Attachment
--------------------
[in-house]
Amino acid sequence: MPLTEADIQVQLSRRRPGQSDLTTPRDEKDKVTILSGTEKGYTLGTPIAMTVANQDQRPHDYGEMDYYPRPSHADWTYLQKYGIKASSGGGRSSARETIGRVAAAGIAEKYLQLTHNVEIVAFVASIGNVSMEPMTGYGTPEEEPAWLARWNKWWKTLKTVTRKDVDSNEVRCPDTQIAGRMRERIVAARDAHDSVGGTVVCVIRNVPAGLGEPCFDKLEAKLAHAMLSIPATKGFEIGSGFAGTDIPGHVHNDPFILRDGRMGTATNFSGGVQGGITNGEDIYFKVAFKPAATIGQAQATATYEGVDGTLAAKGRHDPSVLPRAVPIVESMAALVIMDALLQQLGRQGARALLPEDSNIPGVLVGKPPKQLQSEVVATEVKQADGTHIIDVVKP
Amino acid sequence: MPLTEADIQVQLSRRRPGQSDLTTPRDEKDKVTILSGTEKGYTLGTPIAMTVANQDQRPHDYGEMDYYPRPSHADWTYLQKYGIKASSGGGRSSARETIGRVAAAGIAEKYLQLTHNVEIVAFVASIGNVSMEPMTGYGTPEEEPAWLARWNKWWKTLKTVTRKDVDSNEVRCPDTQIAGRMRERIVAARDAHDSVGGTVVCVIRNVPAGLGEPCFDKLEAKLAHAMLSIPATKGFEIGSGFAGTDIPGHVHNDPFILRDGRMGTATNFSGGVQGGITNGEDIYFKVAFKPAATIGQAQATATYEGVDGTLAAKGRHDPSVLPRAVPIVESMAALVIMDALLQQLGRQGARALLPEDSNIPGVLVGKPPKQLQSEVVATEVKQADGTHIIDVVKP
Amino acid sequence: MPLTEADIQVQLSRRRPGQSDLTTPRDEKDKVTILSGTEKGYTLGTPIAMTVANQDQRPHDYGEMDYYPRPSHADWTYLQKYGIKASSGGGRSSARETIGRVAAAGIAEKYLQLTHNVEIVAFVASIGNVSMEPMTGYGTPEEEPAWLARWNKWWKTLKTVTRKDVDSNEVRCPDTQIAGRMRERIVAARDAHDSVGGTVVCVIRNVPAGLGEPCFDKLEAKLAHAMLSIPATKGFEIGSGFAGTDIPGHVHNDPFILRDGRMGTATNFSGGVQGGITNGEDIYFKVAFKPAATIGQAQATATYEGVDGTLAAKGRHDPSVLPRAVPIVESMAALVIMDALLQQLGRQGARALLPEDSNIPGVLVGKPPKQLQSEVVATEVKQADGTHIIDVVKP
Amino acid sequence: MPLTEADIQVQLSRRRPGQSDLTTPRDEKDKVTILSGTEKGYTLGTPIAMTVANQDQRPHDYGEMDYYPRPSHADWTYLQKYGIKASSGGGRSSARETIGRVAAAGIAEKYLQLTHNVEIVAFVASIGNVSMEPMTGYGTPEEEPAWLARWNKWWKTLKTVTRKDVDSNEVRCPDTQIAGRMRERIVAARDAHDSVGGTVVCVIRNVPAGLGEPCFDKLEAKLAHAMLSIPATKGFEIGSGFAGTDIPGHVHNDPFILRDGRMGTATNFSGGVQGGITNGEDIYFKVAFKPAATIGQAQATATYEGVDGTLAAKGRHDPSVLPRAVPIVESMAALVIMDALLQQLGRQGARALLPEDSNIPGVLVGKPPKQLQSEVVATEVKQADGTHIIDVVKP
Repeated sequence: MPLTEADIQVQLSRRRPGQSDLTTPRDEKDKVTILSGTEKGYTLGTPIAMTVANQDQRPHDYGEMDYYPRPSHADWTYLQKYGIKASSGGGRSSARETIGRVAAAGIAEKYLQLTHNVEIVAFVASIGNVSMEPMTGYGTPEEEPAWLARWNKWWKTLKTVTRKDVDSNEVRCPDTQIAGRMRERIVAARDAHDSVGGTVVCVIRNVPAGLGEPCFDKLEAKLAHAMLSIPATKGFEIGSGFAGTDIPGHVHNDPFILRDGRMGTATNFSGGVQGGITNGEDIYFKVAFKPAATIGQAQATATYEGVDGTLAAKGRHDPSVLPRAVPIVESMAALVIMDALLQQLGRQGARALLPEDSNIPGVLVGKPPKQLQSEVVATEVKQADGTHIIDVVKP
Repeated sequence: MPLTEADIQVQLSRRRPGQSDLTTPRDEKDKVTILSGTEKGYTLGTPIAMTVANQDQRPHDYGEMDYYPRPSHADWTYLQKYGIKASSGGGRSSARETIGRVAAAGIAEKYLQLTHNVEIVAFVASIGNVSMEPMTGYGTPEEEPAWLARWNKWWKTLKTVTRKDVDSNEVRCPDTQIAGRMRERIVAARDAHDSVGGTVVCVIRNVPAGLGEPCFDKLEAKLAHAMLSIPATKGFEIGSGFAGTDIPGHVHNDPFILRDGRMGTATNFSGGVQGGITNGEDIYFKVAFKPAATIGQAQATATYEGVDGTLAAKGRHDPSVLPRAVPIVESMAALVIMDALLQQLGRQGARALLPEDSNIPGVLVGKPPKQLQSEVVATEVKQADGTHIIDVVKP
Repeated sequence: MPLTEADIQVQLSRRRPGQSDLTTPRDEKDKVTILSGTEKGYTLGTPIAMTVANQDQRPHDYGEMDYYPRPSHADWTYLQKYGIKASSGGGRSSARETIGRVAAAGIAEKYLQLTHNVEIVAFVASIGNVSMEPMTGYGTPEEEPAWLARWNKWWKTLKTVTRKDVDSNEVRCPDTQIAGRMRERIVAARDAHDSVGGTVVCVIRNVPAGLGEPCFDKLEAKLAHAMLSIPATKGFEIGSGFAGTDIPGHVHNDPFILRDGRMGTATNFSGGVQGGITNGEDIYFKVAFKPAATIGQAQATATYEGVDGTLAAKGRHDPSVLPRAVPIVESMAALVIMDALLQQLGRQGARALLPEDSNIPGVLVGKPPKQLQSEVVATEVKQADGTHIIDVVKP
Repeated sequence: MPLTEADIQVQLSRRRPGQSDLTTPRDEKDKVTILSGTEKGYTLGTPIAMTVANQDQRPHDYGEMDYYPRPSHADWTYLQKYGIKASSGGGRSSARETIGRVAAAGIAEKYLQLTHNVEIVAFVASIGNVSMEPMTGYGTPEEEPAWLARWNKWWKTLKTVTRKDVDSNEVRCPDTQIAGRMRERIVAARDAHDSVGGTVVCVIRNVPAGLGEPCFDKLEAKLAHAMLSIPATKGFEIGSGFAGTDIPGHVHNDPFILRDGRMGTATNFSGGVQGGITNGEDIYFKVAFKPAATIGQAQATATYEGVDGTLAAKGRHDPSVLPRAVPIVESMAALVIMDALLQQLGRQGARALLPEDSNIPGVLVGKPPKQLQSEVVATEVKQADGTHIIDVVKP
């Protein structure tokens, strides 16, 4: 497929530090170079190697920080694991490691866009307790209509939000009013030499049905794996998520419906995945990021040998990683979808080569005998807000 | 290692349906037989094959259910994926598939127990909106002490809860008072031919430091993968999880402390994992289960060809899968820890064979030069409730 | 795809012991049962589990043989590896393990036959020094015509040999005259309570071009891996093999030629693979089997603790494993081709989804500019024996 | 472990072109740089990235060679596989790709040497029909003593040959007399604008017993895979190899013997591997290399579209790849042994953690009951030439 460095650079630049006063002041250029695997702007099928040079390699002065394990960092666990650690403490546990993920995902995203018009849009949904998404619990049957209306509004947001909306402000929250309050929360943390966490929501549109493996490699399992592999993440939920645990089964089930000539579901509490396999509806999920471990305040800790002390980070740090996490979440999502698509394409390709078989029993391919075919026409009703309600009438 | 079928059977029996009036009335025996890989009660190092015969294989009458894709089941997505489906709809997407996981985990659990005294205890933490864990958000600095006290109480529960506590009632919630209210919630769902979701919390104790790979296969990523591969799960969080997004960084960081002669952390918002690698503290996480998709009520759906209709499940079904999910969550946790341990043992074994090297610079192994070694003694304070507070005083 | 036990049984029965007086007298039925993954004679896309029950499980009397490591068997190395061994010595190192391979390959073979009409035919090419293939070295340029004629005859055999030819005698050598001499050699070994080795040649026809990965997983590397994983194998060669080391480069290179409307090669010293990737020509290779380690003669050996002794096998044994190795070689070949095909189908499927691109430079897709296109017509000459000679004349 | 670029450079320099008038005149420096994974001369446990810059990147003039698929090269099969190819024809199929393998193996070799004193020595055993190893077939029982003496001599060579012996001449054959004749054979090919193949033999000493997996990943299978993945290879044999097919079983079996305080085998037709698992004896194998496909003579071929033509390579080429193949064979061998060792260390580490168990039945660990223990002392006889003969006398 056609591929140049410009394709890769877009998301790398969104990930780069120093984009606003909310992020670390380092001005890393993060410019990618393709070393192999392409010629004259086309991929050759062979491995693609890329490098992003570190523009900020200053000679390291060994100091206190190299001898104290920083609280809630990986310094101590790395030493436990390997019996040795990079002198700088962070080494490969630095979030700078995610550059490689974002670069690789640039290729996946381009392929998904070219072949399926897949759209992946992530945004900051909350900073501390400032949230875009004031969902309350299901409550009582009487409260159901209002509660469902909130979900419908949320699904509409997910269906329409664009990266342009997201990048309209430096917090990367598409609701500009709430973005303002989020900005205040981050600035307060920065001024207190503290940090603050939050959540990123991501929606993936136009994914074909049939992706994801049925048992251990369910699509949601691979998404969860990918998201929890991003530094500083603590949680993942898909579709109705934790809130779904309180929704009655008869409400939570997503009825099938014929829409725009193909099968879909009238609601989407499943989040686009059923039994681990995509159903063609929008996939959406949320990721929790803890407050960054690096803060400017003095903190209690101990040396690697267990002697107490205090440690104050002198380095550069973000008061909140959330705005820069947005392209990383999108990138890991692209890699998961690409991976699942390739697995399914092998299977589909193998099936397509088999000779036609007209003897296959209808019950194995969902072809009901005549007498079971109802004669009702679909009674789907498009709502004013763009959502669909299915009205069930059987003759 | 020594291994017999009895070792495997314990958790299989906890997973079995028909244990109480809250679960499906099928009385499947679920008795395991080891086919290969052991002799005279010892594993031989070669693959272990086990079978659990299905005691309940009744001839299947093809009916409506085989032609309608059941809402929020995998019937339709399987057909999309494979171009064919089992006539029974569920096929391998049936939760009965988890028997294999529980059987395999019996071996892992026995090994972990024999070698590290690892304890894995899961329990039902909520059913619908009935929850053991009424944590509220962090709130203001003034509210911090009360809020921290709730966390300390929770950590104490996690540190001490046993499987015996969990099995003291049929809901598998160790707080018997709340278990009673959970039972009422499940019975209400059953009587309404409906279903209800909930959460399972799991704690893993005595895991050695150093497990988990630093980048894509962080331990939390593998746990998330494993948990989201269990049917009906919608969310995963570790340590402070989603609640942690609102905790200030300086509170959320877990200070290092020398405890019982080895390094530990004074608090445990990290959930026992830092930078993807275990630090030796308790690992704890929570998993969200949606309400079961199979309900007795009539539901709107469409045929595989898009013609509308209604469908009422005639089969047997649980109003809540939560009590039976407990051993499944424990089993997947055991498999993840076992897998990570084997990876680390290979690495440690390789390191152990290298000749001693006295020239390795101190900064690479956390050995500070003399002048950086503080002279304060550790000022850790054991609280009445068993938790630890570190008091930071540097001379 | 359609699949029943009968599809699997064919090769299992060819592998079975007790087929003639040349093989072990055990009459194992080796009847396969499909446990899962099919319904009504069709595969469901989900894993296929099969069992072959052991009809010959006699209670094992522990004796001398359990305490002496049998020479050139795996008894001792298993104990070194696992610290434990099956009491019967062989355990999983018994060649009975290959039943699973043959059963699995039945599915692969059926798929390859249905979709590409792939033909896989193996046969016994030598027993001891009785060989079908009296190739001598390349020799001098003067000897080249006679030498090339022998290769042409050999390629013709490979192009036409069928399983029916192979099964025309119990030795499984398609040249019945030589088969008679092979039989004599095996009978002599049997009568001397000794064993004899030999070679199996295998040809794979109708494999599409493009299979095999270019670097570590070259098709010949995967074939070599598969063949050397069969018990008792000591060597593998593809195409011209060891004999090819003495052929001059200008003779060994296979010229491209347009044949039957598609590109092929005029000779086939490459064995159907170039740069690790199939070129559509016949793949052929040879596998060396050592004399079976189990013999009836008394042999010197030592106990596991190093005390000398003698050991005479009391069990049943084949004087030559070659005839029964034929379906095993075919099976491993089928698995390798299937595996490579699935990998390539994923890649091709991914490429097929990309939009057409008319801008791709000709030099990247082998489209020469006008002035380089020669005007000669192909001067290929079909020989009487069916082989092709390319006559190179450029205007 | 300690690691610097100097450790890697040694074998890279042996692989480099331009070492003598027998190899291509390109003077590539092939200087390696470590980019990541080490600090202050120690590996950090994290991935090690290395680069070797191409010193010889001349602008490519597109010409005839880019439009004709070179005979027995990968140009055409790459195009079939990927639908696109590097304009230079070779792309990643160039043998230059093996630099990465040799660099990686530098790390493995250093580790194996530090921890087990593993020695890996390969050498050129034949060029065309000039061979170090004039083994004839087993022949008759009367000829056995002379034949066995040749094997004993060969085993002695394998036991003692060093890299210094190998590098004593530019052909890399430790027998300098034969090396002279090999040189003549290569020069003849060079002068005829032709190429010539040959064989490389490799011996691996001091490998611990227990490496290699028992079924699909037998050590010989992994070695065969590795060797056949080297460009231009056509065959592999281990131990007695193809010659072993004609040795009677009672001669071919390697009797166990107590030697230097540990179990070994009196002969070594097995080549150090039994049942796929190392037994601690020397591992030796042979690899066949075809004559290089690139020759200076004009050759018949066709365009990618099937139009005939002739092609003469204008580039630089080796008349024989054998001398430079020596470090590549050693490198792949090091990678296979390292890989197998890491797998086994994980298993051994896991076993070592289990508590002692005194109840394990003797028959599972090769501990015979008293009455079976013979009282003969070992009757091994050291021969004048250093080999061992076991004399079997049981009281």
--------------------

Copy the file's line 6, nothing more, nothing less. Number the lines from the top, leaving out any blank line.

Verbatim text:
Repeated sequence: MPLTEADIQVQLSRRRPGQSDLTTPRDEKDKVTILSGTEKGYTLGTPIAMTVANQDQRPHDYGEMDYYPRPSHADWTYLQKYGIKASSGGGRSSARETIGRVAAAGIAEKYLQLTHNVEIVAFVASIGNVSMEPMTGYGTPEEEPAWLARWNKWWKTLKTVTRKDVDSNEVRCPDTQIAGRMRERIVAARDAHDSVGGTVVCVIRNVPAGLGEPCFDKLEAKLAHAMLSIPATKGFEIGSGFAGTDIPGHVHNDPFILRDGRMGTATNFSGGVQGGITNGEDIYFKVAFKPAATIGQAQATATYEGVDGTLAAKGRHDPSVLPRAVPIVESMAALVIMDALLQQLGRQGARALLPEDSNIPGVLVGKPPKQLQSEVVATEVKQADGTHIIDVVKP